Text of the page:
Long known as the home of the Indy 500, Indiana is building its own tech ecosystem by investing in talent development, diverse workforces and Indianapolis tech companies.
Colleges Producing Tech Grads
The city known for corn and race cars has experienced a quiet, yet substantial, growth of the tech industry since IBM acquired Indianapolis-based Software Artistry Inc, the state’s first publicly traded software company, for $200 million back in 1997. Since then, leading universities in the city and the state have developed programs that are graduating some of the most qualified and diverse tech talent. The tech-focused programs are preventing brain drain to places like the SIlicon Valley and the Bay Area and attracting top tech talent with lower costs of living and high career growth potential.
Purdue University, also known as Purdue Polytechnic Institute, reports a 100% placement rate for graduates from its Technology Education Programs. Other institutions that are contributing to the development of young tech talent in Indy include Indiana University, the Rose-Hulman Institute of Technology, University of Notre Dame, Ball State University, Butler University and DePauw University. Indianapolis Ivy Tech, the largest community college system in the US, is also producing a pipeline of graduates with technical know-how and a clear trajectory into the industry.
TechPoint, an industry-led nonprofit, is connecting the actors in the tech space to create a network of Indianapolis tech companies and community organizations and fostering an ecosystem of innovation in the process.
Indianapolis Broadens Reach for Talent through Inclusion
Beyond having a large talent pool, Indy also boasts an intentionally diverse talent pool. Organizations committed to increasing accessibility to tech jobs and skills development are paving the path for inclusivity in tech in Indianapolis.
Be Nimble is an Indianapolis tech diversity nonprofit that promotes Black and Latinx tech professionals and startup founders. The organization hosts networking events and houses a startup accelerator, mentorship programs, and career training.
Indy Women In Tech is committed to closing the gender gap in STEM fields. The nonprofit encourages girls and young women to pursue careers in STEM fields through financial support, training, and mentorship, among other opportunities, the group seeks to advance Indiana’s STEM community through more representation.
Code Black is a nonprofit and social enterprise focused on helping underserved minority students skill up and step into their place as the innovative tech leaders of the future. Through camps, demos, classes, the organization provides tech training essential to inclusion in the future of workplaces. Code Black also connects its members to employment opportunities through a variety of B2B relationships.
Martin University is also closing equity gaps through its work-college model. With less than 300 students enrolled at an average age of 38, the school’s mission has been to serve low-income, adult learners. Through their partnership with Ivy Tech, Martin University is able to channel resources to find graduates high paying tech jobs while attaining their degrees.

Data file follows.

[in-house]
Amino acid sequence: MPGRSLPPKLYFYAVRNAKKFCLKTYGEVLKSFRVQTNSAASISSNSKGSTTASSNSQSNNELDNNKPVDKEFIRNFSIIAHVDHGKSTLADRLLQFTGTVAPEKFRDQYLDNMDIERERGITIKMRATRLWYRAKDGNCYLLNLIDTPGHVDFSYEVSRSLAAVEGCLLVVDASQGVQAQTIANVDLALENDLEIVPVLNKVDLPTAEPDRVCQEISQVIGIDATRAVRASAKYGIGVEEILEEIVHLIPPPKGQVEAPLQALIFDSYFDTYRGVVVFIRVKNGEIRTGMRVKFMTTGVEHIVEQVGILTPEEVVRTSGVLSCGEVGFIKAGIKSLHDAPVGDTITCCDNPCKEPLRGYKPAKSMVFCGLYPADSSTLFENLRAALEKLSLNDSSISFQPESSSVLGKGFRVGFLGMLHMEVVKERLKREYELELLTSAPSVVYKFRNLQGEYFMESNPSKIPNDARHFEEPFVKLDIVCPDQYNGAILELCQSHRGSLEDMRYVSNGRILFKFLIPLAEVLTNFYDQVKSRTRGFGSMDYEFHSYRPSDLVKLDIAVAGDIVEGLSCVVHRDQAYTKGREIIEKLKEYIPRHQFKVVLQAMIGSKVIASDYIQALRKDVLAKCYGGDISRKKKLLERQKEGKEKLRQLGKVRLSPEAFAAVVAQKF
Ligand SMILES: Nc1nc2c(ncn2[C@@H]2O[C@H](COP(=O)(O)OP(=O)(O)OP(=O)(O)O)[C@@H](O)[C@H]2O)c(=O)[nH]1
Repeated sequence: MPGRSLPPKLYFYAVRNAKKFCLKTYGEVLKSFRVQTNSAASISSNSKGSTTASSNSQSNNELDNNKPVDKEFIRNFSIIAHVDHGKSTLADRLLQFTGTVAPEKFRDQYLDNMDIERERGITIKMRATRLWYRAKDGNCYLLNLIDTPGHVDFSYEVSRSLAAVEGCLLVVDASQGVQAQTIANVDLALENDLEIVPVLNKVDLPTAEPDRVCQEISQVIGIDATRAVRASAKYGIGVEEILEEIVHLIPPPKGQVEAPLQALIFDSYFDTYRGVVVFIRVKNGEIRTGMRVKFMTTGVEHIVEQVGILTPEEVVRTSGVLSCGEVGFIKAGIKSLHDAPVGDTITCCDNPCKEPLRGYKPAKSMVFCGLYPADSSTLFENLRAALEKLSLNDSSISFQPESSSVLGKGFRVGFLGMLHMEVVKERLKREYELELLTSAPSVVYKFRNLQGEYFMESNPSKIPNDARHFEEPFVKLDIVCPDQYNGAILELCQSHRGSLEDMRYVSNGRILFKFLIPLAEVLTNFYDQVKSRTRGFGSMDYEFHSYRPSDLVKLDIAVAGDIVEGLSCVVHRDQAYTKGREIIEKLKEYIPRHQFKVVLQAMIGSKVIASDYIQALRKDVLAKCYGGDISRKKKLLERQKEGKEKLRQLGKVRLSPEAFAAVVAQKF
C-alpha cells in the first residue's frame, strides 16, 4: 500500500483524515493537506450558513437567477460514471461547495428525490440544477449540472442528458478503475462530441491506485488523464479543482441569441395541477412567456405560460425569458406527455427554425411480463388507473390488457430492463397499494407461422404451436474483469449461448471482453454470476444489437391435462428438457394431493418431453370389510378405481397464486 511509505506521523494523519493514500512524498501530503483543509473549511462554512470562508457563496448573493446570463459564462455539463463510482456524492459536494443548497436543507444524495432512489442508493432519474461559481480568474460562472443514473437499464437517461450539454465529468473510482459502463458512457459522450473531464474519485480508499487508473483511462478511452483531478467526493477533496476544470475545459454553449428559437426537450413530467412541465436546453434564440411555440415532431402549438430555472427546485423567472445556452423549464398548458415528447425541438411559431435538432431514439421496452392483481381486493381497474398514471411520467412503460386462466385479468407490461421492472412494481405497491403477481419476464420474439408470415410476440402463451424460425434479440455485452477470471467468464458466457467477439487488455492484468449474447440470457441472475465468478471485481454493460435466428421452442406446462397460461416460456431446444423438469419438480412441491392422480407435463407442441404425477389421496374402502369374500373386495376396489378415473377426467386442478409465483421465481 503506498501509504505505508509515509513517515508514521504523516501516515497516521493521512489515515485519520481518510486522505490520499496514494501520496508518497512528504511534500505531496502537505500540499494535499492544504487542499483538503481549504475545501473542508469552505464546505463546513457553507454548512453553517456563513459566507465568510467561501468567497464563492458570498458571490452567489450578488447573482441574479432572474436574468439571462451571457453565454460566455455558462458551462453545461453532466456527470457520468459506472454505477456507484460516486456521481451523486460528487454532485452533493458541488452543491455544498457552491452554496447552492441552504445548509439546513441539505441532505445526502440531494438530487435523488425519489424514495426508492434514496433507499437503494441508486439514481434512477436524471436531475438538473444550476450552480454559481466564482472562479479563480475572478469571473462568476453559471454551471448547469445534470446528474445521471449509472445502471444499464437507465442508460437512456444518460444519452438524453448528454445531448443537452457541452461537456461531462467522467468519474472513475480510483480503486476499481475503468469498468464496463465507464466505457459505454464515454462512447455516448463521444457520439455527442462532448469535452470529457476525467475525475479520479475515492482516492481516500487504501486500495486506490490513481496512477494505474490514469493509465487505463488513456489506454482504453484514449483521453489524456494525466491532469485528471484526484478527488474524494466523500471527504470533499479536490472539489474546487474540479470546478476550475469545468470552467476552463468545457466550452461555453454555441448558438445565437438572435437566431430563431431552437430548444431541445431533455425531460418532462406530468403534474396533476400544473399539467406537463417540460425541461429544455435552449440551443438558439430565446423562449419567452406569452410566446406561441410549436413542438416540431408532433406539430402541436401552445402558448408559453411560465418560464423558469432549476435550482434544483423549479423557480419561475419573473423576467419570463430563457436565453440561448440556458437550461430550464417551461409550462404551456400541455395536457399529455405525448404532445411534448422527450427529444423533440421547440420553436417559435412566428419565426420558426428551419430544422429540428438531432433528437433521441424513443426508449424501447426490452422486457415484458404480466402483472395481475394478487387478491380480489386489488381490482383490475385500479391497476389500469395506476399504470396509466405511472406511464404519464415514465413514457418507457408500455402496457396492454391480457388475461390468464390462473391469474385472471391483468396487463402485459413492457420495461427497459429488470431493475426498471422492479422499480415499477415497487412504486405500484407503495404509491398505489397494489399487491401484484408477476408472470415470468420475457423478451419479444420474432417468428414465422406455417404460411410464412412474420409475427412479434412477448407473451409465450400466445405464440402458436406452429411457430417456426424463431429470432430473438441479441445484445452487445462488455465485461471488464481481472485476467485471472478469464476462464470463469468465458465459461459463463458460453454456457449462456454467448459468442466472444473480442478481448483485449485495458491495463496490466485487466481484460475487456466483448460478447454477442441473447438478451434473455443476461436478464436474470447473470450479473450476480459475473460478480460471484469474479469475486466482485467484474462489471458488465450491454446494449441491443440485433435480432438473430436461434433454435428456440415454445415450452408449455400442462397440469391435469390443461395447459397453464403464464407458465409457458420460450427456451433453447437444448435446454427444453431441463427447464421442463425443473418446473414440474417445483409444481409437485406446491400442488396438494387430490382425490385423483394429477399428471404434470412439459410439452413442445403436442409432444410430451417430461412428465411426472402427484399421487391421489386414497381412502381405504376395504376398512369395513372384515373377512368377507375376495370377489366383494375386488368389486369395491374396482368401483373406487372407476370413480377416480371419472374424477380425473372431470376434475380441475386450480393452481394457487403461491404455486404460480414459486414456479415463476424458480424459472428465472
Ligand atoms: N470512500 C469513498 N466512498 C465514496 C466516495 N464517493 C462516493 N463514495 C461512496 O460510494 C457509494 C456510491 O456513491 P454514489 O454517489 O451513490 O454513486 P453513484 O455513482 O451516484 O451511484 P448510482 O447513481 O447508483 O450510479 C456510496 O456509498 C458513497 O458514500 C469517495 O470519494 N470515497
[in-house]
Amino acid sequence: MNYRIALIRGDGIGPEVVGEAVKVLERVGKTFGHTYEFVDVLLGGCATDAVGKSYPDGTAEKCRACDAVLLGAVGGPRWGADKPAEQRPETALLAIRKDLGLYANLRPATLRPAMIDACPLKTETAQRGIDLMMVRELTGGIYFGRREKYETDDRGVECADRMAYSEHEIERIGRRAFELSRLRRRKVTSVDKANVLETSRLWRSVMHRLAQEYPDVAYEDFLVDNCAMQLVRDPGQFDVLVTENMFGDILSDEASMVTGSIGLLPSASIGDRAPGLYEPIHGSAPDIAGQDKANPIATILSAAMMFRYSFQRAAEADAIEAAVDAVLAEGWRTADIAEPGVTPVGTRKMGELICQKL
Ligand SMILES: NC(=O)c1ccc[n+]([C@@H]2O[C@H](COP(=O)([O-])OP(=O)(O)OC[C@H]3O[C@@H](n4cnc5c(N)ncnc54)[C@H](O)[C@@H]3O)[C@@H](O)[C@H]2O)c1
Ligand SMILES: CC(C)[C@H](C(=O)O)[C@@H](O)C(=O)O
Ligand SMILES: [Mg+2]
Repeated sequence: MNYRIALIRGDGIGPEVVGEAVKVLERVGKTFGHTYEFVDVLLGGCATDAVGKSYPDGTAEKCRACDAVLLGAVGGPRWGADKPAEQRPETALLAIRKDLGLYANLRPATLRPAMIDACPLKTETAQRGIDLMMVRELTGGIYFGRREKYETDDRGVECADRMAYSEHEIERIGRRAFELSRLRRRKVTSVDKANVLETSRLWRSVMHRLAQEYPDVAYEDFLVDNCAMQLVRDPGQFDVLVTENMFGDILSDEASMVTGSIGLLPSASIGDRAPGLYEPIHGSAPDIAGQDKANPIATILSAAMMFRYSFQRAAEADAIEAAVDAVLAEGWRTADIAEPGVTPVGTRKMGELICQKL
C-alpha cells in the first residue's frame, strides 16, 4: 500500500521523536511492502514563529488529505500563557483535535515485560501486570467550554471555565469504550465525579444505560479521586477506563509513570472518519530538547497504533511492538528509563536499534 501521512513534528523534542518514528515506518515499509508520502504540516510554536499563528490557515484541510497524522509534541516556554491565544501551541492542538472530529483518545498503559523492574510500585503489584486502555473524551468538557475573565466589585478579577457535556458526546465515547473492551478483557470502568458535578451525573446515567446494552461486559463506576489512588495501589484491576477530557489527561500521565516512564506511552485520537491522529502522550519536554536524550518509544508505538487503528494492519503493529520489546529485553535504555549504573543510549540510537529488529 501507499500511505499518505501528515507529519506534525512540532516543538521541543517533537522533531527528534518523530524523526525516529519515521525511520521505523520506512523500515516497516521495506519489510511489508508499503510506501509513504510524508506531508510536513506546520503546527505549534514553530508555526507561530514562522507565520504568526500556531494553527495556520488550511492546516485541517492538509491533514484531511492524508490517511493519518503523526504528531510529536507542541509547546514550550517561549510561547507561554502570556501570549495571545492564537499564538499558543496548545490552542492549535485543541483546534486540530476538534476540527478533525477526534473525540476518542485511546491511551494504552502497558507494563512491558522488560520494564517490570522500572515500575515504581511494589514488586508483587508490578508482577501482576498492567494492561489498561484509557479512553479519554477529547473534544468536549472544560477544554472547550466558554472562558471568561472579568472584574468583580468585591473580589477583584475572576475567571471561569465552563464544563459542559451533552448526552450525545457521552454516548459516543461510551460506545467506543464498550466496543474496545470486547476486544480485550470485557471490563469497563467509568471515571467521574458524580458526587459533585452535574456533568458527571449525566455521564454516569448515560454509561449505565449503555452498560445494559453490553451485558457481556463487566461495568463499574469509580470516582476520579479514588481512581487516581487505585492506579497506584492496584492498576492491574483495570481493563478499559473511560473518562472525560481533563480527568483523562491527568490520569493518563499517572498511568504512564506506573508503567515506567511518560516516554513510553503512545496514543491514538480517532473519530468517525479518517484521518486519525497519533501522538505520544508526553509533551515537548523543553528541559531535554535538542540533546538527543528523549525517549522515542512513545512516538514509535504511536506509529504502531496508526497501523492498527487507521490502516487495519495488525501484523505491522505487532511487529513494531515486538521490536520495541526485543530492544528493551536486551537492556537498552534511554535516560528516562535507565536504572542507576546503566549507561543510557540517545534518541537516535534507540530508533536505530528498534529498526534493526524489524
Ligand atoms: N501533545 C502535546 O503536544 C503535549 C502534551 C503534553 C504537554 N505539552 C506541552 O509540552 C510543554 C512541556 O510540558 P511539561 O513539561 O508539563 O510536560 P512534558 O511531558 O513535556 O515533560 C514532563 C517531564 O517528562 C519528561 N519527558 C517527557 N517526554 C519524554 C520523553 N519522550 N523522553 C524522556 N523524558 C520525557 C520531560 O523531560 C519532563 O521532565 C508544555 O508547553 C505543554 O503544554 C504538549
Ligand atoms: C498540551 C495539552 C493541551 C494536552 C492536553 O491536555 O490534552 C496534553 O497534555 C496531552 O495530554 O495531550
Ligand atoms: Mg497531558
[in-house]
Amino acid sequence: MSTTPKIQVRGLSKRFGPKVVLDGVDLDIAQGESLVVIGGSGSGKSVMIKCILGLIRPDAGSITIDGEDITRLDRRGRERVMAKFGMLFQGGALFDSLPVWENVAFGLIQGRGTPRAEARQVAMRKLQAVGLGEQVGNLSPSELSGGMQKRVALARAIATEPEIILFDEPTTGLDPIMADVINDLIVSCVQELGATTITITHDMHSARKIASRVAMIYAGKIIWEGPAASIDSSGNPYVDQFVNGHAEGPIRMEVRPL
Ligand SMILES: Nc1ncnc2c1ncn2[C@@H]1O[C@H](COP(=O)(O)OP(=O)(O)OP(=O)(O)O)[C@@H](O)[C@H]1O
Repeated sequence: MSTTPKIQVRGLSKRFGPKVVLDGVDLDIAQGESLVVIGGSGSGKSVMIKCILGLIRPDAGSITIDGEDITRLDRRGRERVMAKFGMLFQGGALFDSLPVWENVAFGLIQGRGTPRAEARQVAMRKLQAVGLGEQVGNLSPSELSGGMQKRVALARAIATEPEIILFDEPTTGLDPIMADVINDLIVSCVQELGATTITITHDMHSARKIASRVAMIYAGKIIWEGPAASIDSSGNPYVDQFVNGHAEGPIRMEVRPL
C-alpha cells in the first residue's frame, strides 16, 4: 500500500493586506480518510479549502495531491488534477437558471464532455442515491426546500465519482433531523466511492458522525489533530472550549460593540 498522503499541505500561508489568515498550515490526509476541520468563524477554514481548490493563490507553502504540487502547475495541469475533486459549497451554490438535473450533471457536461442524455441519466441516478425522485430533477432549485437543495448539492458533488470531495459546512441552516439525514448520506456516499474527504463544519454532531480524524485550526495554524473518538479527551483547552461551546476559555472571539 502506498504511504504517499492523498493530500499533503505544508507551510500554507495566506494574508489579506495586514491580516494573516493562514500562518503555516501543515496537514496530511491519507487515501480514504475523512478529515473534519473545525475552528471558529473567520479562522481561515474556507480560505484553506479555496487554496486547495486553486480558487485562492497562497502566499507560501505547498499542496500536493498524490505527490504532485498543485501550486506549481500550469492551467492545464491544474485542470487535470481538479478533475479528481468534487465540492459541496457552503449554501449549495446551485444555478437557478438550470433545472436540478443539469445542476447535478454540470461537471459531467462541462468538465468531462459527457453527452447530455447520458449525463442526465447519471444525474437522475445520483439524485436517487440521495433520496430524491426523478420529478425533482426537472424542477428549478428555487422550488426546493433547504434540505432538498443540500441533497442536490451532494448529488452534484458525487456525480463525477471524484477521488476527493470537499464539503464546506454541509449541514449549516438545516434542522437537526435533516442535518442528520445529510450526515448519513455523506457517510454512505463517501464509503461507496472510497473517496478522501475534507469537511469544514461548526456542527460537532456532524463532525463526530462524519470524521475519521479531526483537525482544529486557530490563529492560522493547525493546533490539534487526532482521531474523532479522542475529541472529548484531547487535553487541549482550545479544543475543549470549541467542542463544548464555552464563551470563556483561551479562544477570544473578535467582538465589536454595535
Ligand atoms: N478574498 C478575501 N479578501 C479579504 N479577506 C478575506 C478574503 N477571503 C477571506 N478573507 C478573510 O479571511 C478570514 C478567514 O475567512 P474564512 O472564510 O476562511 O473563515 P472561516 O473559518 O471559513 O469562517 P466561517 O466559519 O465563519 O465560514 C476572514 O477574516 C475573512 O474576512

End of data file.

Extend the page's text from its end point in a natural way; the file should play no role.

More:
Connecting Talent to Growing Companies
Organizations that are connecting the talent to those looking for it have been essential to preventing Indianapolis tech companies from operating in silos. Because so many of these organizations are looking to create communities of practice, finding the right talent for the right purpose comes easily in Indy.
Prior to the economic downturn of the COVID era, stakeholder organizations in Central Indiana collaborated to create the Regional Workforce Partnership (RWP) to fill the gaps between employers and job seekers. Because of this, Indiana’s RWP was able to implement a Rapid Re-employment Response and create one central platform for job seekers in the state in the wake of the pandemic.
High Alpha, a venture capital firm for Indiana based startups, has raised over $250 million in capital over the past six years with the purpose of directing it specifically towards Indianapolis startups. Their passion for the growth of the city is helping direct the tech sector away from SIlicon Valley towards the “Railroad City”. One of the fund’s partners, Kristian Andersen, has even gone so far as to name his son, Indy, after the city he fell in love with since he attended college there in the 90s.
The founders of the fund worked closely with the deal that brought cloud-based sales giant, Salesforce, to the city in 2013. Salesforce first acquired ExactTarget, Indy-based email marketing software and is now moving into a physical space in Indianapolis and creating a presence with plans to hire over 800 employees by the end of this 2021.
Kronos, a leading software company built to offer workforce solutions, has also tapped into the benefits of a diverse workforce in Indy. Domenic Locapo, Director of PR, told Forbes that talent pools were key to the Kronos adventure in Indy: “Many of the positions at the Kronos Indy office are filled by recent college graduates and people starting their technology/cloud/professional services/consultation careers. Therefore, one main reason the company chose to pursue an Indy office was to tap into the local pipeline of exceptional tech talent throughout Indiana.”
The low cost of living along with the tech talent growth rate in Indianapolis makes the city and the state of Indiana an attractive place for company expansion.With all this in mind, it is no surprise that major tech firms are looking towards Indy for their company expansions.